Home Feature news NASA unveils its colossal moon rocket in grand display

NASA unveils its colossal moon rocket in grand display

NASA paraded its megarocket to the launchpad in Cape Canaveral, Florida, on Thursday evening, and not just for a flashy photo-op a la the Oscars red carpet.

The U.S. space agency is readying the 5.75 million-pound behemoth for a mission to the moon, known as Artemis I. It’s the first in a series of deep space exploration voyages that could lift off as early as May. The upcoming launch won’t include astronauts, but the flight will prepare NASA to send a crew on the next, more complex mission, Artemis II.

At its Kennedy Space Center launchpad, the fully assembled rocket, known as the Space Launch System, with the Orion spacecraft on top, will undergo a so-called “wet dress rehearsal” because the crucial test involves filling the rocket with liquid fuel. Only after successfully completing this loading and countdown simulation will NASA set a date for the first lunar mission, agency leaders say.

The redeye rollout of the 322-foot rocket began at 5 p.m. ET and will continue through nightfall, expected to arrive at the launch site at about 4 a.m. ET Friday. Eventually, the wet dress rehearsal will begin on April 3 and occur over two days.

Wheeling out the rocket was a grander display than the last time NASA showcased its largest rocket. When the agency hauled the (now retired) Space Shuttle to the launch pad, the team transported it under the cover of darkness at midnight, Mike Bolger, exploration ground systems program manager, said during a call with reporters in February.

NASA’s moon rocket begins the 4-mile trek to the launchpad for a wet dress rehearsal.
Credit: NASA / Joel Kowsky

Since then, the agency has perhaps learned a lesson in public relations, taking advantage of a spectacular Space Coast sunset for the road trip, which will creep at speeds less than 1 mph.

“This is a very different vehicle than what we normally see here in Florida,” said Tom Whitmeyer, associate administrator for exploration systems development, in a press briefing on Monday. “There hasn’t been something like this for quite some time.”

What makes this rocket stand out (pun intended) is its imposing, colossal height. The megarocket towers above the Statue of Liberty and London’s Big Ben, comparable in size to Saturn V, the rocket used for the Apollo missions.


“It just catches your breath.”

“It just catches your breath,” Whitmeyer said.

The journey from storage to launchpad is about four miles — some might say the longest four miles of NASA engineers’ lives. It will take around 11 hours for the megarocket to lumber down the path on a crawler transporter, a more than 50-year-old machine reminiscent of a Star Wars mobile desert fortress.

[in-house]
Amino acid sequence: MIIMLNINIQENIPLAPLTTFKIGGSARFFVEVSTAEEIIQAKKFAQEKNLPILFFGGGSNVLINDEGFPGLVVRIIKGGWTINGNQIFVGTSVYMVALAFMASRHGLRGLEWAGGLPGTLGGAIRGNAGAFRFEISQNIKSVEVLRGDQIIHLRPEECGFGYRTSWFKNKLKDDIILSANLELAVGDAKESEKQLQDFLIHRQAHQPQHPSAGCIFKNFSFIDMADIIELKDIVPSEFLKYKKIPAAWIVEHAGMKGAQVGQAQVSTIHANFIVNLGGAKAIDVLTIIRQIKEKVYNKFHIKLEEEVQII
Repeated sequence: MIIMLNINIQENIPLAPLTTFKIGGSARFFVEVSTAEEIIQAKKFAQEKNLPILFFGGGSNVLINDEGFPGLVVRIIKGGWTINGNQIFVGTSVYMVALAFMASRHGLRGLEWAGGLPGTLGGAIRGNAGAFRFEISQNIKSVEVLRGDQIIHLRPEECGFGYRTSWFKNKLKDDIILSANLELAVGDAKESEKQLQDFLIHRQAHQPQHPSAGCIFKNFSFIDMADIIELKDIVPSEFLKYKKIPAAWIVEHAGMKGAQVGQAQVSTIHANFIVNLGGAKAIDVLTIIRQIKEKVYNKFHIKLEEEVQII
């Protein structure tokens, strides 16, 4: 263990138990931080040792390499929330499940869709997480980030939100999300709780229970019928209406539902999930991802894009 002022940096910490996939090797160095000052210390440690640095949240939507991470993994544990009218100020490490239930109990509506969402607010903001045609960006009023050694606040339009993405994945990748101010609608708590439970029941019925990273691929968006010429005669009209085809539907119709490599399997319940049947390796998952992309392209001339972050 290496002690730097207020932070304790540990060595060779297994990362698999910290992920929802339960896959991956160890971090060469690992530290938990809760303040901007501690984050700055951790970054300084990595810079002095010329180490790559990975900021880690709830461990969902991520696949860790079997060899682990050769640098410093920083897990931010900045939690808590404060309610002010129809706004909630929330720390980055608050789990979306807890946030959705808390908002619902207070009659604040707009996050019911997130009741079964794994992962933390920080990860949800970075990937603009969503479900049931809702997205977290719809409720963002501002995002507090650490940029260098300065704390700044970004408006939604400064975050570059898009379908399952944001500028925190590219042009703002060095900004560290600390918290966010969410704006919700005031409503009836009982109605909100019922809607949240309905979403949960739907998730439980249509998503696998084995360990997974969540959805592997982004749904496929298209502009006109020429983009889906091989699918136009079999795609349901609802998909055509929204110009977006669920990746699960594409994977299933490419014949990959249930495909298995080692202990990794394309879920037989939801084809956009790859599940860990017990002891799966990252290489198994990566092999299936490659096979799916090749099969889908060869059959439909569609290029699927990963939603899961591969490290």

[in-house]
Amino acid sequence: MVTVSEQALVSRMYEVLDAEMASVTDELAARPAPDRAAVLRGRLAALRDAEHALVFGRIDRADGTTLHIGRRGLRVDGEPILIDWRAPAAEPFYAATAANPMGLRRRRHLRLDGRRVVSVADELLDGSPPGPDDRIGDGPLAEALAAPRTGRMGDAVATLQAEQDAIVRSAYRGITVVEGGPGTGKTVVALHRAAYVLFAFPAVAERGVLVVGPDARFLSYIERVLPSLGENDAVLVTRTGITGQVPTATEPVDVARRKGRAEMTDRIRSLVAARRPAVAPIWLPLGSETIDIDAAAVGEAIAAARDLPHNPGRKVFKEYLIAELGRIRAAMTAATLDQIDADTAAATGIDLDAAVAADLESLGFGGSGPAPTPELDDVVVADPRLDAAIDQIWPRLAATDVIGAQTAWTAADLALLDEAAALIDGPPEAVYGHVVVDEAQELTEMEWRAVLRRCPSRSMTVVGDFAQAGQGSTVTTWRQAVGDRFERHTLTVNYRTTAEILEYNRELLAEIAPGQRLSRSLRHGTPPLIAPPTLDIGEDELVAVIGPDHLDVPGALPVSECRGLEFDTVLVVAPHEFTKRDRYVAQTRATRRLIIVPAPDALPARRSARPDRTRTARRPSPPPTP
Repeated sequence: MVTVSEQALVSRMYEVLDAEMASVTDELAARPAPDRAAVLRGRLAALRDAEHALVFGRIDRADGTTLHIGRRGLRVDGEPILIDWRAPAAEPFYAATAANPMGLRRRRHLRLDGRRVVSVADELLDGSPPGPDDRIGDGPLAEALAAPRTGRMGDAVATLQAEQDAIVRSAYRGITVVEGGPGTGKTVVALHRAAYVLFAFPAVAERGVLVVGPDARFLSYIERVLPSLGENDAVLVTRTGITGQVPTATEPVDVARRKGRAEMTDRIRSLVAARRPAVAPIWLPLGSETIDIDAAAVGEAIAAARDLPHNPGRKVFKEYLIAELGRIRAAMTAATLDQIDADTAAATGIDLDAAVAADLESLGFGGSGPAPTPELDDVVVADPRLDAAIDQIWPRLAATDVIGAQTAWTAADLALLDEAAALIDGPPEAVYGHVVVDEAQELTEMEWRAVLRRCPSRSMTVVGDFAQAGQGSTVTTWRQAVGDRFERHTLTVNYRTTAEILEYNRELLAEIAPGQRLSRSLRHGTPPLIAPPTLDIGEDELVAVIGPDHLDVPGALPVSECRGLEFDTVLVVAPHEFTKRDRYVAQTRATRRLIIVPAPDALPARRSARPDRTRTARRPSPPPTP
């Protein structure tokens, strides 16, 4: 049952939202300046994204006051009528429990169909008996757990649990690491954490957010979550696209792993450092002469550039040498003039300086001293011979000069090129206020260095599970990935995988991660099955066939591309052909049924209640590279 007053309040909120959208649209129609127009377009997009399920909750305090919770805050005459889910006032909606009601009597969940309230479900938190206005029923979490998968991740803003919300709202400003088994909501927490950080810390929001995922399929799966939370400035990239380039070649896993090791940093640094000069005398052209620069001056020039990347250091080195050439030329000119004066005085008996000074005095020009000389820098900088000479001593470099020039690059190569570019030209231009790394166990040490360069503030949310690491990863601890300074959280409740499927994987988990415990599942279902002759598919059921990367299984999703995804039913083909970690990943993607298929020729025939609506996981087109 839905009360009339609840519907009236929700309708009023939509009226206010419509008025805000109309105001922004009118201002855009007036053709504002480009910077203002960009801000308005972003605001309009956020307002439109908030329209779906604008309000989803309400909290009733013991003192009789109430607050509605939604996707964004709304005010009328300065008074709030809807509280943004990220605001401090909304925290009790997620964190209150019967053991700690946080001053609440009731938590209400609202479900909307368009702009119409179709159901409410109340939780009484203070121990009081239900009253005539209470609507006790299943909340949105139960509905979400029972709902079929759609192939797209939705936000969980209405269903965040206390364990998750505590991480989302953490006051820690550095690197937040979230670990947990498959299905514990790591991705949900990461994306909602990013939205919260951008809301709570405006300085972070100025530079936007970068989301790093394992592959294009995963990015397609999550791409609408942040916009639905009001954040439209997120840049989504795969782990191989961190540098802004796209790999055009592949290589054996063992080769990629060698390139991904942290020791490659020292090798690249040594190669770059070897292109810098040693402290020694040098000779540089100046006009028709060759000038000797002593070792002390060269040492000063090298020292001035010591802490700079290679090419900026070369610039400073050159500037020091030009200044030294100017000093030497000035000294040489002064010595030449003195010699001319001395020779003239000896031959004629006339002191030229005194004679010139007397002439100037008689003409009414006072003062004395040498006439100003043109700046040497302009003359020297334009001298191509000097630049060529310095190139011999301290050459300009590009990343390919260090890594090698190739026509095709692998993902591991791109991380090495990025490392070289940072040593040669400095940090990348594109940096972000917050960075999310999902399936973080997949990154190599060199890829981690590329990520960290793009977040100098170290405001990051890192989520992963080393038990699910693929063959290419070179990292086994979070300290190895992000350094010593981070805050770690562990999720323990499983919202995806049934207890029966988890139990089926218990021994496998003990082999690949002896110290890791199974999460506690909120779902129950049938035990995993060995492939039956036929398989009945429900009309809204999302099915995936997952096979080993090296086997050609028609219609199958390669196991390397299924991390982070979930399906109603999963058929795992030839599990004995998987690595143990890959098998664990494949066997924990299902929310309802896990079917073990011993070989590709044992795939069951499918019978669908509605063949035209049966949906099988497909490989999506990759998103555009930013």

Once the rocket is docked at the launch pad, the team will connect the mobile launcher to utilities, such as water for fire suppression, power, and air. The next step is a meeting to assess the health and status of the rocket and Orion spacecraft. Lastly, the team will load the core and upper stages of the rocket with propellant, liquid hydrogen, and liquid oxygen.

The wet dress rehearsal allows the team to practice fueling and walking through a countdown. If you get fidgety at the gas station, consider this: Filling the tanks of the megarocket will take about eight hours. By comparison, the Space Shuttle only took 2.5 hours.

NASA engineers will also practice a “scrub.” A so-called “scrub” is aeronautics-speak for a cancellation. In theory, the space agency can call off a launch right down to the wire for foul weather, temperature, mechanical failures, or a litany of other problems. Back in the Space Shuttle days, a launch was once delayed because a woodpecker poked over 200 holes in an external fuel tank.

After filling’er up, the NASA team will practice a launch countdown, stopping with just 10 seconds remaining. Then, they’ll rehearse resetting the countdown clock to 10 minutes before takeoff. The tests will conclude with draining the fuel from the rocket.

“The next time when we roll, when we actually roll out for launch, we’ll refer to that four-mile trip as the first four miles of NASA’s return to the moon,” Bolger said.

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